Ledger is not the only plain text accounting system out there. It has inspired others, such as hledger and beancount. I began with Ledger for lack of a compelling argument in favor of the alternatives. After close to a decade of use, my only regret is that I didn’t start using earlier.

My Ledger repository is stored at ~/library/ledger. This repository contains a data directory, which includes yearly Ledger journal files such as data/2019.ldg and data/2020.ldg. Ledger files don’t necessarily need to be split at all, but I like having one file per year. In January, after I clear the last transaction from the previous year, I know the year is locked and the file never gets touched again (unless I go back in to rejigger my account structure).

The root of the directory has a .ledger file which includes all of these data files, plus a special journal file with periodic transactions that I sometimes use for budgeting. My ~/.ledgerrc file tells Ledger to use the .ledger file as the primary journal, which has the effect of including all the yearly files.

$ cat ~/.ledgerrc
--file ~/library/ledger/.ledger

$ cat ~/library/ledger/.ledger
include data/periodic.ldg
include data/2012.ldg
include data/2013.ldg
include data/2014.ldg
include data/2015.ldg
include data/2016.ldg
include data/2017.ldg
include data/2018.ldg
include data/2019.ldg
include data/2020.ldg

Ledger’s include format does support globbing (ie include data/*.ldg) but the ordering of the transactions can get weird, so I prefer to be explicit.

The repository also contains receipts in the receipts directory, invoices in the invoices directory, scans of checks (remember those?) in the checks directory, and CSV dumps from banks in the dump directory.

$ tree -d ~/library/ledger
├── checks
├── data
├── dump
├── invoices
└── receipts

5 directories

The repository is managed using a mix of vanilla git and git-annex.2 It is important to me that the Ledger journal files in the data directory are stored directly in git. I want the ability to diff changes before committing them, and to be able to pull the history of those files. Every other file I want stored in git-annex. I don’t care about the history of files like PDF receipts. They never change. In fact, I want to make them read-only so I can’t accidentally change them. I want encrypted versions of them distributed to my numerous special remotes for safekeeping, and someday I may even want to drop old receipts or invoices from my local store so that they don’t take up disk space until I actually need to read them. That sounds like asking a lot, but git-annex magically solves all the problems with its largefiles configuration option.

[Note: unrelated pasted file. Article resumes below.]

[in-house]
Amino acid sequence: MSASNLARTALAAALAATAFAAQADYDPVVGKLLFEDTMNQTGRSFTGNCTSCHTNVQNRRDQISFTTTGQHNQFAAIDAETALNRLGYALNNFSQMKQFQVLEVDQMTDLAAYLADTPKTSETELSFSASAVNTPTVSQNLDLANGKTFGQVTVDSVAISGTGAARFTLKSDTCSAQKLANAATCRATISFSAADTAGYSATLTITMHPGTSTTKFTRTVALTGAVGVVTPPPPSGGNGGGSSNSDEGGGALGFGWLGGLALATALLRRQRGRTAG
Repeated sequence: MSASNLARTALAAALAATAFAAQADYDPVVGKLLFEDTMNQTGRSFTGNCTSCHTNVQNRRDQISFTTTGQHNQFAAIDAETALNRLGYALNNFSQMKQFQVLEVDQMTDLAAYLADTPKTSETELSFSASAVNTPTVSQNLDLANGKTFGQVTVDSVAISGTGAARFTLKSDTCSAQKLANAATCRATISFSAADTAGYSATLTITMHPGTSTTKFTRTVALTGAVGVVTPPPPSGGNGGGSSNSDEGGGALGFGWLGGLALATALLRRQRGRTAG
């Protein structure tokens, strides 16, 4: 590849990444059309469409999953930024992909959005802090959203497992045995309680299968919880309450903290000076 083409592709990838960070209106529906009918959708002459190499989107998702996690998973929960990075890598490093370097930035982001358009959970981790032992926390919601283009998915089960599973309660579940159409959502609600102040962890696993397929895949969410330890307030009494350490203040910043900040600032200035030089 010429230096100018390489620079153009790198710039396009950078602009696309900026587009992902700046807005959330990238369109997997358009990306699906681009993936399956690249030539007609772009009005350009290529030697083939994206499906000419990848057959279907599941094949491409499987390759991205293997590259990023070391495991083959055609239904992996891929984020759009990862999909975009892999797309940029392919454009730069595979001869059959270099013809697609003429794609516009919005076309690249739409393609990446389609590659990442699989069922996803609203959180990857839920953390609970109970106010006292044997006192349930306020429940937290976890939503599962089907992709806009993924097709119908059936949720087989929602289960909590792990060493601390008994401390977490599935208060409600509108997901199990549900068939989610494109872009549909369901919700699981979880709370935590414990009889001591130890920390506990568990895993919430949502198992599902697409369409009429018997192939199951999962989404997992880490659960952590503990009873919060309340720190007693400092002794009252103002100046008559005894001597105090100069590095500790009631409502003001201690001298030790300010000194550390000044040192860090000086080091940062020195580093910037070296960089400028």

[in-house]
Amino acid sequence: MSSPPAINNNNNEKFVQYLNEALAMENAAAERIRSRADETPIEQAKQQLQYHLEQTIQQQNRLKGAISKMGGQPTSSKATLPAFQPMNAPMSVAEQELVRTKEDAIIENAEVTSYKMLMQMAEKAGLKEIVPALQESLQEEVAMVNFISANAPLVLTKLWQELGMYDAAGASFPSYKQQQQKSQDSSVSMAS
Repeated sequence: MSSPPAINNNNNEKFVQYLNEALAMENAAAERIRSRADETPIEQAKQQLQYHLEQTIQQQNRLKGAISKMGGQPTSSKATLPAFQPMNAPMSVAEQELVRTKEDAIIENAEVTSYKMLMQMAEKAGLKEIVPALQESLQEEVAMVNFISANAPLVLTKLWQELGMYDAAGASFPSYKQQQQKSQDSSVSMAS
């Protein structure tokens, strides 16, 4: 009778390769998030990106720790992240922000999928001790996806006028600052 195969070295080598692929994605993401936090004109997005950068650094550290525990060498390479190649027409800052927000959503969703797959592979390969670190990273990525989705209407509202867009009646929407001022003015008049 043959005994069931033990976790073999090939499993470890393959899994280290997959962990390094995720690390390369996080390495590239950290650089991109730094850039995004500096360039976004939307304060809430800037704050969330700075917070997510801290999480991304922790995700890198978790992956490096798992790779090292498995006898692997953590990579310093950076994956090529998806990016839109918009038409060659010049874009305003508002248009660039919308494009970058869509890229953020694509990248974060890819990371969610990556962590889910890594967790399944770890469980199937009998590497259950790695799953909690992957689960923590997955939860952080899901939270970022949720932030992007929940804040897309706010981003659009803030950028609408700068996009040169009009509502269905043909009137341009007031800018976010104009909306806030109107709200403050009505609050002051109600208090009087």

$ cat ~/library/ledger/.gitattributes
*.ldg annex.largefiles=nothing

This tells git-annex that any file ending with *.ldg should not be treated as a “large file”, which means it should be added directly to git. Any other file should be added to git-annex and locked, making it read-only. Having this configured means that I can just blindly git annex add . or git add . within the repository and git-annex will always do the right thing.

I don’t run the git-annex assistant in this repository because I don’t want any automatic commits. Like a traditional git repository, I only commit changes to Ledger’s journal files after reviewing the diffs, and I want those commits to have meaningful messages.